Footage credit: Nintendo World Report TV

“Escape the Premises” Kevin MacLeod (
Licensed under Creative Commons: By Attribution 3.0

Switch’s 1st Shovelware: Vroom in the Night Sky

Why are we such gluttons for punishment?

#543 – Vroom in the Night Sky is available on the Nintendo Switch eShop. Is it worth it? No… unless you can have a good laugh at a game like we can! Vroom’s terrible translation lends itself to some hilarious jokes (at its expense, of course). Seriously, if you haven’t seen this game, it’s so worth watching the footage and hearing us pick it apart!

“Escape the Premises” Kevin MacLeod (
Licensed under Creative Commons: By Attribution 3.0

What is Thumper for Switch?

Thump 4 Prez.

#536 – If you own a Nintendo Switch and you haven’t downloaded Thumper, YOU’RE DOING IT WRONG! This rhythm game on the eShop is worth all 2,000 pennies you’ll drop on this gem. You’ll be intrigued, you’ll be awed, you’ll be stunned, you’ll be challenged… do it. Go forth and Thump.

Footage Credit – SwitchForce
“Escape the Premises” Kevin MacLeod (
Licensed under Creative Commons: By Attribution 3.0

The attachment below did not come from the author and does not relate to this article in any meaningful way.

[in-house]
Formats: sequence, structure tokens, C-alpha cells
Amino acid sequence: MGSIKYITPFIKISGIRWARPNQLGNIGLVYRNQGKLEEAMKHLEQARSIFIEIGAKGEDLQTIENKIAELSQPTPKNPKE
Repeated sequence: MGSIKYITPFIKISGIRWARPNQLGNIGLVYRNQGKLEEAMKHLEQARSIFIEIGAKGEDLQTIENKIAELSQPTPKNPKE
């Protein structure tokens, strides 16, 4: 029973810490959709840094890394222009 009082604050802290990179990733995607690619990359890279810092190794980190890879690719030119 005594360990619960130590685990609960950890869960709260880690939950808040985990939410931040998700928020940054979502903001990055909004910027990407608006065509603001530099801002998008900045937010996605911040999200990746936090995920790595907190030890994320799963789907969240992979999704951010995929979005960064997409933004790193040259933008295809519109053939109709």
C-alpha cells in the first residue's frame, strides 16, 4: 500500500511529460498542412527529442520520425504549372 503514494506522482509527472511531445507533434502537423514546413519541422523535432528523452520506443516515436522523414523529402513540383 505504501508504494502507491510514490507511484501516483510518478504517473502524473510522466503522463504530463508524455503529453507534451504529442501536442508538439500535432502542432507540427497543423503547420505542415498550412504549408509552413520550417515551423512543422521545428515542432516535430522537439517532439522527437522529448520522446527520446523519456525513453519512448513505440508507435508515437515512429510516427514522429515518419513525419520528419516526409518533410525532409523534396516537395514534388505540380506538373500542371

TumbleSeed Review (Switch Nindie Game)

For real though, is Scott just being a pansy? (GET IT!?)

#535 – TumbleSeed is a cute, adorable, STINKING DIFFICULT indie game on the Nintendo Switch. Your only task is to roll a seed to the top of the mountain, but the game does everything in its power to stop you. Games like this straddle a fine line between fun and frustrating… where does TumbleSeed land?

Footage Credit – Polygon, SwitchForce
“Escape the Premises” Kevin MacLeod (
Licensed under Creative Commons: By Attribution 3.0

Shovel Knight: Treasure Trove (Switch) Review

Look what gem we dug up.

Shovel Knight: Treasure Trove is available on Nintendo Switch, including the timed-exclusive Specter of Torment campaign! Ryan has been playing the title for review, and has completed the game and assembled all of his thoughts. Watch to see what he thought of this villainous twist on Shovel Knight!

“Escape the Premises” Kevin MacLeod (
Licensed under Creative Commons: By Attribution 3.0